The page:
Sheet metal operations1class


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Sheet metal operations1class

  2. 2. <ul><li>Sheet metal is simply metal formed into thin and flat pieces. It is one of the fundamental forms used in metalworking , and can be cut and bent into a variety of different shapes. </li></ul><ul><li>Countless everyday objects are constructed of the material. </li></ul><ul><li>Thicknesses can vary significantly, although extremely thin thicknesses are considered foil or leaf , and pieces thicker than 6 mm (0.25 in) are considered plate . </li></ul>
  3. 3. <ul><li>The thickness of the sheet metal is called its gauge . The gauge of sheet metal ranges from 30 gauge to about 8 gauge. The higher the gauge, the thinner the metal is. </li></ul><ul><li>There are many different metals that can be made into sheet metal, such as aluminum , brass , copper , steel , tin , nickel and titanium . For decorative uses, important sheet metals include silver , gold , and platinum . </li></ul>
  4. 4. <ul><li>Sheet metal has applications in car bodies, airplane wings, medical tables, roofs for building and many other things. </li></ul><ul><li>Sheet metal of iron and other materiales with high magnetic permeability , also known as laminated steel cores , has applications in transformers and electric machines . </li></ul><ul><li>and sheet metal continues to have many decorative uses, including in horse tack . </li></ul>
  5. 5. <ul><li>Introduction </li></ul><ul><li>Sheet metal is simply metal formed into thin and flat pieces. </li></ul><ul><li>It is one of the fundamental forms used in metalworking, and can be cut and bent into a variety of different shapes. </li></ul><ul><li>Countless everyday objects are constructed of the material. </li></ul><ul><li>Thicknesses can vary significantly, </li></ul><ul><li>Although extremely thin thicknesses are considered foil or leaf, and pieces thicker than 6 mm (0.25 in) are considered plate. </li></ul>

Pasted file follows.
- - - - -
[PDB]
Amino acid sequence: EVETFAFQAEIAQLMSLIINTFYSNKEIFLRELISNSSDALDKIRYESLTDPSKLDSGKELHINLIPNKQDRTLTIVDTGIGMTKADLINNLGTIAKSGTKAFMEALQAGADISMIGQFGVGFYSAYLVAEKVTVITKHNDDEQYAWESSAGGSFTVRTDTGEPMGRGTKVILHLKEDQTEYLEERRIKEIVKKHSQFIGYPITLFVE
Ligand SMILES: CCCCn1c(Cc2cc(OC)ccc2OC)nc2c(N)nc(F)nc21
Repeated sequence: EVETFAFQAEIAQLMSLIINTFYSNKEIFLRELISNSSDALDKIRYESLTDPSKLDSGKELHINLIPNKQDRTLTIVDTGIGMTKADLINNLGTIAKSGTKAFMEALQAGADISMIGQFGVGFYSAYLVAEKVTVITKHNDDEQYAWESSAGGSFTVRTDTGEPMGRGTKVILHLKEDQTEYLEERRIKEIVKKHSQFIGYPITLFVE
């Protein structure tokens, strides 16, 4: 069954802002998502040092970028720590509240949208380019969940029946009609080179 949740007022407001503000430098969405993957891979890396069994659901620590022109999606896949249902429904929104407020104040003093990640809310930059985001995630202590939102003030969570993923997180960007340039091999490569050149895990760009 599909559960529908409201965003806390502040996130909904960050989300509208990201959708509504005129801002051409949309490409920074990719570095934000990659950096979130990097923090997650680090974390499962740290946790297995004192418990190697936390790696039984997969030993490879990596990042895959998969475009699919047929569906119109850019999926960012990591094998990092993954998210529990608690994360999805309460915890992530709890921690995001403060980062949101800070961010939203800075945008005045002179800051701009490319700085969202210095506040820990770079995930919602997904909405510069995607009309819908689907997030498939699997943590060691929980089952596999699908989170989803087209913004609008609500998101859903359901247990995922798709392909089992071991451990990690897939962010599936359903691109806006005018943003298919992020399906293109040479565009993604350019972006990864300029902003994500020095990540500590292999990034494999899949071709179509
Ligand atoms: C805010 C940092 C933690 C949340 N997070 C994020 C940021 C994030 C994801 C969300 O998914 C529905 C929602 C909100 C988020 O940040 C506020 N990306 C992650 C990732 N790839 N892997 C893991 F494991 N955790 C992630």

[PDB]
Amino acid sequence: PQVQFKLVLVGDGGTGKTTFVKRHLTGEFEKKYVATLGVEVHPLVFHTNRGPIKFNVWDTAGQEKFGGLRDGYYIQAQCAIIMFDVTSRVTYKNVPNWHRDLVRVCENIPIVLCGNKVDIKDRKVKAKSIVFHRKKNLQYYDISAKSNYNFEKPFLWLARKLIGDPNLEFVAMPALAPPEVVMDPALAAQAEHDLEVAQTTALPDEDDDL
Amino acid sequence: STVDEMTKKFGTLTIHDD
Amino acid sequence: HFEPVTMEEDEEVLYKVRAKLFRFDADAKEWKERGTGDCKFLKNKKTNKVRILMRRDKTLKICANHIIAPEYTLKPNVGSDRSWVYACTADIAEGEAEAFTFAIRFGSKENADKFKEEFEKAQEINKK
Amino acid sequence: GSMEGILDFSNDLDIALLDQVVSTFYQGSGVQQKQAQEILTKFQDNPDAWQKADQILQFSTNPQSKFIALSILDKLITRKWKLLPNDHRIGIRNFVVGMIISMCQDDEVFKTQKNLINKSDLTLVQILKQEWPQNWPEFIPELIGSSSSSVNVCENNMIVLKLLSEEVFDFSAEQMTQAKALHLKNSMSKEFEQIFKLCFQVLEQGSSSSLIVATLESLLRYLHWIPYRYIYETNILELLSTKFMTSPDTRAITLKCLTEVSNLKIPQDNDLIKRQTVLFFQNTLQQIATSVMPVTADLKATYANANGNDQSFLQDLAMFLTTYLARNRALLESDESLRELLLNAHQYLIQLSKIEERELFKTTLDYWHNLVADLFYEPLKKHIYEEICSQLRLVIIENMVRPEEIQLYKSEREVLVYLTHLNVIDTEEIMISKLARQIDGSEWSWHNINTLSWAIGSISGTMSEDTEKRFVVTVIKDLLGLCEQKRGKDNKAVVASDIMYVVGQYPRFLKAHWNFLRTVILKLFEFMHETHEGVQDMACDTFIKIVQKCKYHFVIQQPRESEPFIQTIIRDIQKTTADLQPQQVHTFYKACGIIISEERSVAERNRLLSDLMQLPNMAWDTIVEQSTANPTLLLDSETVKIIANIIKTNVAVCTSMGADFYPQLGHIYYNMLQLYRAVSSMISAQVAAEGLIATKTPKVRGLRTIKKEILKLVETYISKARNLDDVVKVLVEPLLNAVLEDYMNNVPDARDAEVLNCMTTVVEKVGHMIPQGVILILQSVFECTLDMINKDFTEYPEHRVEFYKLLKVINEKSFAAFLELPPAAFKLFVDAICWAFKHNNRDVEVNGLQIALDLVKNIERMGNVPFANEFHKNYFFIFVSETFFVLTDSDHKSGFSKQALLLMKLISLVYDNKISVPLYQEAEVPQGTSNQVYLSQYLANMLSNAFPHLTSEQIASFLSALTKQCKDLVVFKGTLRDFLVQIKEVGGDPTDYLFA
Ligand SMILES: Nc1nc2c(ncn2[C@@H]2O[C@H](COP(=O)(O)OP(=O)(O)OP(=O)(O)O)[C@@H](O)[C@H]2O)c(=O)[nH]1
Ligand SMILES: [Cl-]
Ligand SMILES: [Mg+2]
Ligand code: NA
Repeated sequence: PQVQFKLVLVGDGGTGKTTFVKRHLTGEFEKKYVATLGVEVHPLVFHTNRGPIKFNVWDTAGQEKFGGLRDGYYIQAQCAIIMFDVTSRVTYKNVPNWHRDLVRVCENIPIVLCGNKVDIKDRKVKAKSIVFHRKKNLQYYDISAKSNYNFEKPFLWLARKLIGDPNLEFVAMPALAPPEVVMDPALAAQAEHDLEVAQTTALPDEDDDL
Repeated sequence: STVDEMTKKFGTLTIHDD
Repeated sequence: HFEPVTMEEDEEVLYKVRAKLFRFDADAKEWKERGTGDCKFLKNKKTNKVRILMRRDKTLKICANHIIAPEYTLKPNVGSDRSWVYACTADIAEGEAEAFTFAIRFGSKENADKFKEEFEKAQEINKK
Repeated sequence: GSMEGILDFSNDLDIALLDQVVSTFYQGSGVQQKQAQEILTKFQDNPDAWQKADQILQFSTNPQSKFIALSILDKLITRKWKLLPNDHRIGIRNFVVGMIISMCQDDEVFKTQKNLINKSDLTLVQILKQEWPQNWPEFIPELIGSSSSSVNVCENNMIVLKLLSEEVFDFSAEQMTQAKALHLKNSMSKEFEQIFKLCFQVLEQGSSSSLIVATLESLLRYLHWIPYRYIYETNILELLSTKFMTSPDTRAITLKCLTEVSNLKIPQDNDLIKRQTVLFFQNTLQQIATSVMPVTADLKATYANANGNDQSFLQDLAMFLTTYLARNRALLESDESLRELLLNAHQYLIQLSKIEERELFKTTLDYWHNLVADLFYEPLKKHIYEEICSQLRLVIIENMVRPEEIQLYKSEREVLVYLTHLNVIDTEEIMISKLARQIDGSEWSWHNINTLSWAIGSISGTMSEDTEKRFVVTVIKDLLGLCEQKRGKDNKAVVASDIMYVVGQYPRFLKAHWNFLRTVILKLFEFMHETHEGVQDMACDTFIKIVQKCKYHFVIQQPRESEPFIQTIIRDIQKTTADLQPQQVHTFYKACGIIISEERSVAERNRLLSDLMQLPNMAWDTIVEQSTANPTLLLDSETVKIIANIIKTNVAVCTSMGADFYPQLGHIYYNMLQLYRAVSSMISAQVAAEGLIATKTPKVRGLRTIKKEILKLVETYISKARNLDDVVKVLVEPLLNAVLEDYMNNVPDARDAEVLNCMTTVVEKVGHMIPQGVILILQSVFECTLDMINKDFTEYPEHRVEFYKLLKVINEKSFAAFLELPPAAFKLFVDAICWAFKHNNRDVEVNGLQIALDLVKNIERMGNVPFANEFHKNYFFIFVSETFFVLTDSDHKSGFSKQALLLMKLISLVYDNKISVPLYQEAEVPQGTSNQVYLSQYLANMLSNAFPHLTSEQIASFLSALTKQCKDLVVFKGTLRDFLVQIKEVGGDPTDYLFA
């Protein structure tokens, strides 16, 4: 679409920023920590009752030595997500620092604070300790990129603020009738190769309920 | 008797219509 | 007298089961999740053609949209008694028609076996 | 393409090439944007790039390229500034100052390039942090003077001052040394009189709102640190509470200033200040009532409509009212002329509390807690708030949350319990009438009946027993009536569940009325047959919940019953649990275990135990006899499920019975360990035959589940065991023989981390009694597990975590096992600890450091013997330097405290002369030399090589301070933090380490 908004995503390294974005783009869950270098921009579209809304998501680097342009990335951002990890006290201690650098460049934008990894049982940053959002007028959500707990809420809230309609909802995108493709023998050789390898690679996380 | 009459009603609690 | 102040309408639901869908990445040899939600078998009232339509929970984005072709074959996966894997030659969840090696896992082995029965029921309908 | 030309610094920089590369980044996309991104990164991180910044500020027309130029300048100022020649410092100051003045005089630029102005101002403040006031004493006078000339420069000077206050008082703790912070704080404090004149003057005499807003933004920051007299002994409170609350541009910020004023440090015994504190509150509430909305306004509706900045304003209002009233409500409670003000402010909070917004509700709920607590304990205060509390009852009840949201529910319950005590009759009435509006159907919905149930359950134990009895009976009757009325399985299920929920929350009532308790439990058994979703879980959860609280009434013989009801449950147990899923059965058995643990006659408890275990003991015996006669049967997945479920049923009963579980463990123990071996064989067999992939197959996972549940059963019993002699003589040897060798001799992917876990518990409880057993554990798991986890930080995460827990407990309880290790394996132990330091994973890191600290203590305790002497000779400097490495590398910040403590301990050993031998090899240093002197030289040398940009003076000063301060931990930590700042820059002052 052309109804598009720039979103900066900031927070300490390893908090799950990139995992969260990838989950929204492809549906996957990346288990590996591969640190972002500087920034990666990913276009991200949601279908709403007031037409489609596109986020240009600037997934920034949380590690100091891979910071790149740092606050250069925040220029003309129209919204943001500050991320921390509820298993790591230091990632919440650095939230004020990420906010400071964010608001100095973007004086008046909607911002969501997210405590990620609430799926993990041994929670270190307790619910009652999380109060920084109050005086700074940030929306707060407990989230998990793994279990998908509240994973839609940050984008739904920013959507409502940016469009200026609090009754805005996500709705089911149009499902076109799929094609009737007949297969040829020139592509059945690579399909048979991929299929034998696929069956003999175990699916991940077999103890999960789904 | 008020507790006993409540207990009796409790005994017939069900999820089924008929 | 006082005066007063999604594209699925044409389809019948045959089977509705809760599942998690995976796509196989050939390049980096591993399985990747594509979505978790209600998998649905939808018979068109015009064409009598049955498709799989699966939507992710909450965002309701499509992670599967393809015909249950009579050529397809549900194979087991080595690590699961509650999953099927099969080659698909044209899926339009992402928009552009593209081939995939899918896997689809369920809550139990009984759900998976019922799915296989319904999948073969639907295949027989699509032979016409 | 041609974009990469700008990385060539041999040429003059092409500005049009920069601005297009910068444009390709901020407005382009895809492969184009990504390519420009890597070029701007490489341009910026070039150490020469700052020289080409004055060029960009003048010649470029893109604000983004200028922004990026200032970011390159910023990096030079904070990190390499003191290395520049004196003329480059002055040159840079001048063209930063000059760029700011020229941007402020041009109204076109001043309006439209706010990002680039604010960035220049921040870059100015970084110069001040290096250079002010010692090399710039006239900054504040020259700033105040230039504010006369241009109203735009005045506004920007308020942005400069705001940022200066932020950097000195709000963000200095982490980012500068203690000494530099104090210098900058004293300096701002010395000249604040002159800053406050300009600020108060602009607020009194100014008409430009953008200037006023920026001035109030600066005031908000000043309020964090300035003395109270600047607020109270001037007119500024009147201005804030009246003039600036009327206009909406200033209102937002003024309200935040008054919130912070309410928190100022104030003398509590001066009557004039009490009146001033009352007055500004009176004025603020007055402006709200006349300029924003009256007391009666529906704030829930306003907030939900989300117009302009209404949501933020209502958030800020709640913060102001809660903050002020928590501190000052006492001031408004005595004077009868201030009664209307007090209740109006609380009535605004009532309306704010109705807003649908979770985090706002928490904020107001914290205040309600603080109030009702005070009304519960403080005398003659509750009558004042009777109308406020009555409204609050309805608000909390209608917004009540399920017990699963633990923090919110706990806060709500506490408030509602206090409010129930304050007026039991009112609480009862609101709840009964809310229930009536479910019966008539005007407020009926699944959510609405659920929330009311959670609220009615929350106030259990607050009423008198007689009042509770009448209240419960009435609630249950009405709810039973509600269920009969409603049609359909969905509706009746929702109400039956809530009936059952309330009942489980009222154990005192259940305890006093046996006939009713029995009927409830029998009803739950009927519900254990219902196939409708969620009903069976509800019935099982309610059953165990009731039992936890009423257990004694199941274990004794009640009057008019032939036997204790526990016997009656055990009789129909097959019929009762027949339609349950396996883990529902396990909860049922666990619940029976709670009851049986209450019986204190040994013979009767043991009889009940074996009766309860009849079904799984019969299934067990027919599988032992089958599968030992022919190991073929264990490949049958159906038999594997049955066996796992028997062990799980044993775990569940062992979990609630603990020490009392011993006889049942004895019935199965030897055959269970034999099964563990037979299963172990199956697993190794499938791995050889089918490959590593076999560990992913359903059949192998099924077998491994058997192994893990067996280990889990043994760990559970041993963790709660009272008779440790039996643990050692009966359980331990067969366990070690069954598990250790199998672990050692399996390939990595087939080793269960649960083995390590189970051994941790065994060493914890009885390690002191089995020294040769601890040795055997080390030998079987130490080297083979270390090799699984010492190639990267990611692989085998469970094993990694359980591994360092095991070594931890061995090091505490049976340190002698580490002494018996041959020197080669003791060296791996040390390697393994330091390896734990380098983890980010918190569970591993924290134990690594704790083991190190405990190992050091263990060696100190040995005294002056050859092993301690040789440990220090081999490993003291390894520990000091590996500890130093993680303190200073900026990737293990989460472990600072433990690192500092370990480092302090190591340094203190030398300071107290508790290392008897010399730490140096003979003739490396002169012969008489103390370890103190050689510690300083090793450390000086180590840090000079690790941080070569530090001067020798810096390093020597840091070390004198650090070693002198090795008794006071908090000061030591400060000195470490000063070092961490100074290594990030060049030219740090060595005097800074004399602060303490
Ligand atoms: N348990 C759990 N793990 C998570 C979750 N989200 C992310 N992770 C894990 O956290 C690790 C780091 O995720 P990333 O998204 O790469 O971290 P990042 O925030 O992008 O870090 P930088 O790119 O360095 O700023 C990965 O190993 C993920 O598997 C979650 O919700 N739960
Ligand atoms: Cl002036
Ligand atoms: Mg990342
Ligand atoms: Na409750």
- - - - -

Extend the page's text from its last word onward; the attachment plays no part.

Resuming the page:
6. 6. <ul><li>Sheet metal processing </li></ul><ul><li>The raw material for sheet metal manufacturing processes is the output of the rolling process. sheets of metal are sold as flat, rectangular sheets </li></ul><ul><li>of standard size. </li></ul><ul><li>If the sheets are thin and very long, they may be in the form of rolls. </li></ul><ul><li>the first step in any sheet metal process is to cut the correct shape and sized ‘blank’ from larger sheet. </li></ul>
  7. 7. Sheet Metal Forming processes
  8. 8. <ul><li>Introduction </li></ul><ul><ul><li>Sheet metal processes involve plane stress loadings and lower forces than bulk forming </li></ul></ul><ul><ul><li>Almost all sheet metal forming is considered to be secondary processing </li></ul></ul><ul><ul><li>The main categories of sheet metal forming are </li></ul></ul><ul><ul><ul><ul><li>Shearing </li></ul></ul></ul></ul><ul><ul><ul><ul><li>Bending </li></ul></ul></ul></ul><ul><ul><ul><ul><li>Drawing </li></ul></ul></ul></ul>
  9. 9. Shearing Shearing is a sheet metal cutting operation along a straight line between two cut-ting edges by means of a power shear.
  10. 10. <ul><li>Blanking and punching </li></ul><ul><li>Blanking and punching are similar sheet metal cutting operations that involve cutting the sheet metal along a closed outline . </li></ul><ul><li>If the part that is cut out is the desired product, the operation is called blanking and the product is called blank. </li></ul><ul><li>If the remaining stock is the desired part, the operation is called punching . </li></ul><ul><li>Both operations are illustrated on the example of producing a washer </li></ul>
  11. 11. Bending Bending is defined as the straining of the sheet metal around a straight edge
  12. 13. Drawing Drawing is a sheet-metal operation to make hollow-shaped parts from a sheet blank
  13. 14. Equipments
  14. 15. Mechanical Press – The ram is actuated using a flywheel. Stroke motion is not uniform.
  15. 16. Hydraulic Press – Longer strokes than mechanical presses, and develop full force throughout the stroke. Stroke motion is of uniform speed, especially adapted to deep drawing operations
  16. 17. Dies and Punches Simple - single operation with a single stroke Compound - two operations with a single stroke Combination - two operations at two stations Progressive - two or more operations at two or more stations with each press stroke, creates what is called a strip development
  17. 18. Progressive dies & Punches
  18. 19. Tools and Accessories <ul><ul><li>Marking and measuring tools </li></ul></ul><ul><li>Steel Rule : It is used to set out dimensions. </li></ul><ul><li>Try Square: Try square is used for making and testing angles of 90degree </li></ul><ul><li>Scriber : It used to scribe or mark lines on metal work pieces. </li></ul><ul><li>Divider : This is used for marking circles, arcs, laying out perpendicular lines, bisecting lines, etc </li></ul>
  19. 20. Marking and measuring tools
  20. 21. <ul><ul><li>Cutting Tools </li></ul></ul><ul><li>Straight snip - They have straight jaws and used for straight line cutting. </li></ul><ul><li>Curved snip - They have curved blades for making circular cuts. </li></ul>Straight snip